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Interleukin 1, tissue necrosis factor-, and interferon- increase spio accumulation


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Interleukin 1, tissue necrosis factor-, and interferon- increase spio accumulation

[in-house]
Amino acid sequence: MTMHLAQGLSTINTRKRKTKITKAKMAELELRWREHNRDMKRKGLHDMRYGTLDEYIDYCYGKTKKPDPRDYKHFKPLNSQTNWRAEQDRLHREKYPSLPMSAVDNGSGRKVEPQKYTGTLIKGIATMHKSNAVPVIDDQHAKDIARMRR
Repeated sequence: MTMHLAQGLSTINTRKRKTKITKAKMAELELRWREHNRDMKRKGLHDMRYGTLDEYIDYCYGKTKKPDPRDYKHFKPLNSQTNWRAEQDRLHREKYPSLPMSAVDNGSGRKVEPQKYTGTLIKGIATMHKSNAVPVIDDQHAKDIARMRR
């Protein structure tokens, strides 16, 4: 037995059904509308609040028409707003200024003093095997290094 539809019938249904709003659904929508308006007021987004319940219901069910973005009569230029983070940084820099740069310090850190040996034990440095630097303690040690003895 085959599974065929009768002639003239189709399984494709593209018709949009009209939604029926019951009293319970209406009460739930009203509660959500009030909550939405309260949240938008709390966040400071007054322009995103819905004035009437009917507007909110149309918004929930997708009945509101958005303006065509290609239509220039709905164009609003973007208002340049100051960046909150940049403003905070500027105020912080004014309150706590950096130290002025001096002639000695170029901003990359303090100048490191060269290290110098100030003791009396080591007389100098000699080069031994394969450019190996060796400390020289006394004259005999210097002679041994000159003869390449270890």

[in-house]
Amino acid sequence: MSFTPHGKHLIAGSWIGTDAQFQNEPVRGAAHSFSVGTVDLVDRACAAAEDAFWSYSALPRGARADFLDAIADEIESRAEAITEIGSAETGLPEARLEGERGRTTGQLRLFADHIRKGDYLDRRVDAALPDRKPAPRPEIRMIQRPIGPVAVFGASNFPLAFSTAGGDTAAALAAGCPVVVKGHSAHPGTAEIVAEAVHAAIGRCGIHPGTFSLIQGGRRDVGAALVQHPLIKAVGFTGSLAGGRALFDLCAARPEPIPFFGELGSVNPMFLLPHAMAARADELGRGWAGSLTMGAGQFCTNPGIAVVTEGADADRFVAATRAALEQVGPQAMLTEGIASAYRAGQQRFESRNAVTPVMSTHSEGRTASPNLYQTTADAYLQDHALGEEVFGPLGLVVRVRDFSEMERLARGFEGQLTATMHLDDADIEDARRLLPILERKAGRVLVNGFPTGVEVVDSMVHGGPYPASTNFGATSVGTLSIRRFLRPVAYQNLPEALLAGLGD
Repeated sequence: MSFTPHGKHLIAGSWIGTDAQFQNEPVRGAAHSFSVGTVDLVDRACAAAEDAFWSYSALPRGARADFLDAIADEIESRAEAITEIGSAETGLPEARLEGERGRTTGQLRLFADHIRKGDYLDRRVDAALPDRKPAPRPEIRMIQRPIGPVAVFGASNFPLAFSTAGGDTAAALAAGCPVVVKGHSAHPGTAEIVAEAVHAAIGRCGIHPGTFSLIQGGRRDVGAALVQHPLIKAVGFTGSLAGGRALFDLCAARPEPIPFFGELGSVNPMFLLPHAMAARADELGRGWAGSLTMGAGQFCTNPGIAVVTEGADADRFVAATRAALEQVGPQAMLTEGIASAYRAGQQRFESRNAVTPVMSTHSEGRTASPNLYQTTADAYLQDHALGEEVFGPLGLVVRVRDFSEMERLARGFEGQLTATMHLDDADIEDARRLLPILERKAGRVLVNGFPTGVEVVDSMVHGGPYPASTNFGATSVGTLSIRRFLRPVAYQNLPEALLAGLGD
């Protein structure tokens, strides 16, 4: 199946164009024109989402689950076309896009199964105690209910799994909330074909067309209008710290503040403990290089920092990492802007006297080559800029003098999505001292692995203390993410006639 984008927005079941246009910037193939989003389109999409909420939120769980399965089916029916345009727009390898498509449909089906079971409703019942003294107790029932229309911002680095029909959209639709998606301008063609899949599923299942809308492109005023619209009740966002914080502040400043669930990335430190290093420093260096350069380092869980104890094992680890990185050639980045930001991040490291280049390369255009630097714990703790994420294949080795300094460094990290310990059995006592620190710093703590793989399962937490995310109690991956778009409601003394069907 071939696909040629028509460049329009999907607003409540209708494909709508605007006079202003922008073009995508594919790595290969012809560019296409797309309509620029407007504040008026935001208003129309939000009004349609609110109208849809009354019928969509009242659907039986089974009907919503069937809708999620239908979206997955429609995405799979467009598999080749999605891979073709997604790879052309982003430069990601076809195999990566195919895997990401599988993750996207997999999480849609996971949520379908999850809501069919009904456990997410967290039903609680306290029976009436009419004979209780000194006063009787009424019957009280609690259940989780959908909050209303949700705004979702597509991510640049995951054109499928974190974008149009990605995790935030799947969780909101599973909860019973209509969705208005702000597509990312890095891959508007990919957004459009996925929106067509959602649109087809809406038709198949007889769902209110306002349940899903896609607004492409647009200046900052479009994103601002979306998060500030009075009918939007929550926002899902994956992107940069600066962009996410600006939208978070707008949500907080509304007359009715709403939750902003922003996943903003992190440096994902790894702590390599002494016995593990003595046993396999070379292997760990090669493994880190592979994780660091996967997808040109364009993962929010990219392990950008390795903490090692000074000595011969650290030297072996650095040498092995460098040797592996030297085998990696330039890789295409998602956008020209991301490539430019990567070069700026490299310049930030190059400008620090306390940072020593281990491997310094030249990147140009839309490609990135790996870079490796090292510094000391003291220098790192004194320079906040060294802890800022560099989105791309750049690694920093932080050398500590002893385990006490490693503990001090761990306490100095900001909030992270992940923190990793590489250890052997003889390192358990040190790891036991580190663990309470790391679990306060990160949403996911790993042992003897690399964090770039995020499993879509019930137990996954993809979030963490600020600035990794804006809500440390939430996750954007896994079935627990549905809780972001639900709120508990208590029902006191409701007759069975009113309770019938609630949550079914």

1. 1. Results • In the sham-treated apo E K/O controls, iron-positive macrophages were deposited in the subendothelial surface of the atherosclerotic plaques (Figure 1, A&B). • In the cytokine-treated mice, however, iron-positive macrophages were much more numerous and tended to localize in 2 places. In all 6 cases, the iron-laden macrophages localized in the subendothelium of plaques where they exhibited large and foamy cytoplasms. In one section of two animals, they also penetrated deeper into the plaque overlying advanced and calcified plaques (Figure 1, C&D). • In three mice, iron-laden macrophages localized in a thin layer over the internal elastic lamina, suggesting their recruitment into areas previously free of macrophage infiltration at the edges of atherosclerotic plaques (Figure 2A & B). This phenomenon was seen in sham-treated apo E K/O controls in a single case. • Although iron staining is useful, it was not uncommon to observe numerous brown golden particles in foamy macrophages on H&E staining (Figure 2A). No iron deposition was seen in the aortas of the wild-type control mice even after injection of cytokines. • In a single cytokine-treated mouse, iron-laden macrophages were also present in a single subendothelial layer in plaque-free areas (Figure 2C). • Iron-positive cellularity was greater in cytokine-treated mice than in sham-treated controls (42±11.8 vs. 11.6±5.9 iron particles/cross-section) (P< 0.0001). • Immunohistochemistry showed that most cells in atherosclerotic plaques were positive for the macrophage stain Mac-2 and a few for the T lymphocyte marker CD3 (Figure 3). • One cytokine-treated mouse exhibited a prominent mural infiltration of an intramural (muscular) coronary artery by foamy macrophages. The surrounding myocardium showed healing injury with mononuclear infiltration and early fine fibrosis (Figure 4). • Iron concentrations were higher in cytokine-treated mice than in sham-treated apo E K/O controls: 345 vs. 298 ìg/g in the aorta and 11,818 vs. 7,174 ìg/g in the liver. (Figure 5). •Electron micrograph studies have shown that iron is not distributed homogeneously in atherosclerotic plaques, but mainly subendothelially and on rare endothelial cells. (Figure 6). Interleukin-1â, Tissue Necrosis Factor-á, and Interferon-ã Increase SPIO Accumulation in Atherosclerotic Plaques of Apo E Deficient Mice Silvio Litovsky, MD, Mohammad Madjid, MD, Ward Casscells, MD, James T. Willerson, MD, Morteza Naghavi, MD Center for Vulnerable Plaque Research Texas Heart Institute & University of Texas at Houston Material and Methods •Eleven female apo E knockout (K/O) mice, each 11 months old, were divided into 2 groups. Six received tissue necrosis factor-á (0.2 µg once), interleukin-1b (0.2 µg once), and interferon-ã (100 U/g/day for 5 days) intraperitoneally; 5 received 0.5 mL saline containing 1% bovine serum albumin and served as sham-treated atherosclerotic controls. •Two wild-type C57BL/6 mice served as sham-treated nonatherosclerotic controls. •Three hours after initial cytokine or sham treatment, all mice received SPIO by intravenous injection (Feridex; Berlex Laboratories, Wayne, NJ) (1 mmol/kg iron, undiluted, injected over 3 minutes). •Six days after initial cytokine or sham treatment, recipient mice were euthanized with CO2, and their hearts and aortas were perfused under physiological pressure, and studied histologically. •In each case, the entire aorta from the sinuses of Valsalva up to the iliac bifurcation was formalin-fixed and serially sectioned transversely every 3 mm and stained with hematoxylin and eosin (H&E). • Prussian blue and MAC 2 (Accurate Chemical, Westbury, NY) stains were used for detection of iron particles and macrophages, respectively. • Total iron concentration (ìg/g of dry weight) was determined by acid digestion of plaque followed by inductively coupled plasma/mass spectrometry using a Perkin-Elmer ELAN 6100 series instrument at the Mayo Clinic Laboratories in Rochester, MN on the aortas and livers of 2 cytokine-treated and 2 sham- treated Apo E K/O. • Student’s t test was used to test for statistical significance of the difference observed in number of iron-positive cells in cytokine and sham treated animals. Introduction • SPIO (superparamagnetic iron oxide) is an MRI contrast agent in the form of nanoparticle. SPIO is avidly taken up by monocyte /macrophages in the reticuloendothelial system. •We have previously studied SPIO enhanced MR imaging of inflammation in atherosclerotic plaques of mice and rabbits. • Administration of pro-inflammatory cytokines has been shown to enhance the recruitment of monocytes into atherosclerotic lesions. • The purpose of this study was to compare the uptake of SPIO into plaques of cytokine-treated Apo E knockout (K/O) mice and age- matched, sham-treated controls in order to: 1) assess the effect of cytokines on monocyte recruitment, and 2) validate SPIO as a marker of monocyte recruitment into atherosclerotic plaques. Conclusions • Iron particles were detected subendothelially in aortic specimens from apo E K/O mice, 6 days following intravenous SPIO. This effect was much greater in mice that received cytokines intraperitoneally. • The iron was mostly present in atherosclerotic plaques, though most of the plaque area was free of iron because of the iron’s predominant superficial localization. There were, in addition, thin areas of iron-laden macrophages lying just above the internal elastic lamina, suggesting that these areas were free of monocyte infiltration before the administration of the cytokines and SPIO. Most of these zones were at the edge of atherosclerotic plaques. •No iron deposition was seen in the aortas of wild-type nonatherosclerotic mice. • Most of the iron-laden macrophages in the cytokine-treated mice were newly recruited monocytes. • SPIO also homes on new fatty streaks in the aorta of animals pretreated with cytokines. • The iron staining and mass spectrometry offer two qualitative and quantitative method for studying plaque inflammation in animal model of atherosclerosis, respectively. • Since SPIO is a contrast agent used in MRI, this may prove useful as a noninvasive method for studying monocyte recruitment into the atherosclerotic plaque in vivo. Figure 1. A. Two aortic atherosclerotic plaques in a control Apo E deficient mouse (H&E stain x40). Foamy macrophages constitute the majority of the cell population (arrows). B. Iron staining shows both plaques with faint iron particles (arrows, Prussian Blue x40). C. Advanced plaque, largely denuded of endothelium, with significant fibrosis and calcification. The intima is mainly occupied by foamy macrophages containing brown particles (arrow, H&E staining x40). D. Iron staining confirms the brown particles correspond to iron (arrow). Almost all the iron is intracellular, suggesting active uptake and not just diffusion into permeable plaque and binding to matrix. Moreover, endothelial cells contain very little stain compared to macrophages. Very little iron is present deeper in the plaque even in macrophages. (Prussian Blue x40). Figure 2. A. Thin layer of foamy cells occupies the intima on the edge of an atherosclerotic plaque (arrow, H&E x40) B. Iron staining confirms the presence of abundant iron (arrows, Prussian Blue x40). C. Area without atherosclerotic plaque shows a single layer of subendothelial iron-laden macrophages (arrow, Prussian Blue x40). Iron appears also in endothelial cells. Figure 3. A. Macrophage (MAC-2) staining confirms the phenotype of the cells in the subendothelium (arrows, MAC-2 x40). Rare cells appear to be lymphocytes (arrow head). B. Although a clear minority, some of the plaque cells were T lymphocytes as shown by the CD3 staining (arrows, CD3 x40). Figure 4. A. Intramural coronary artery with slit-like lumen and significant wall inflammation, mostly present in the media and adventitia (arrow, H&E x40). The intima appears edematous and no luminal thrombus is seen. B. The myocardium surrounding the abnormal vessel shows an organizing myocardial infarction (arrows, H&E x40). Figure 5. Comparison of iron content in aorta (A) and liver (B) (µg/g dry weight) in cytokine-treated versus sham-treated (control) mice. Figure 6. A. Electron micrograph of thoracic aorta of a WHHL rabbit injected with SPIO (1 mmol/kg iron) 5 days before sacrifice. Multiple iron particles are present in subendothelial foamy macrophages (arrows). The iron particles are about 0.5-1 micron (x4000). B. High magnification of iron particles (arrow) in macrophage lysosomes (x40,000). Texas Heart Institute® A DC C BA A CBA B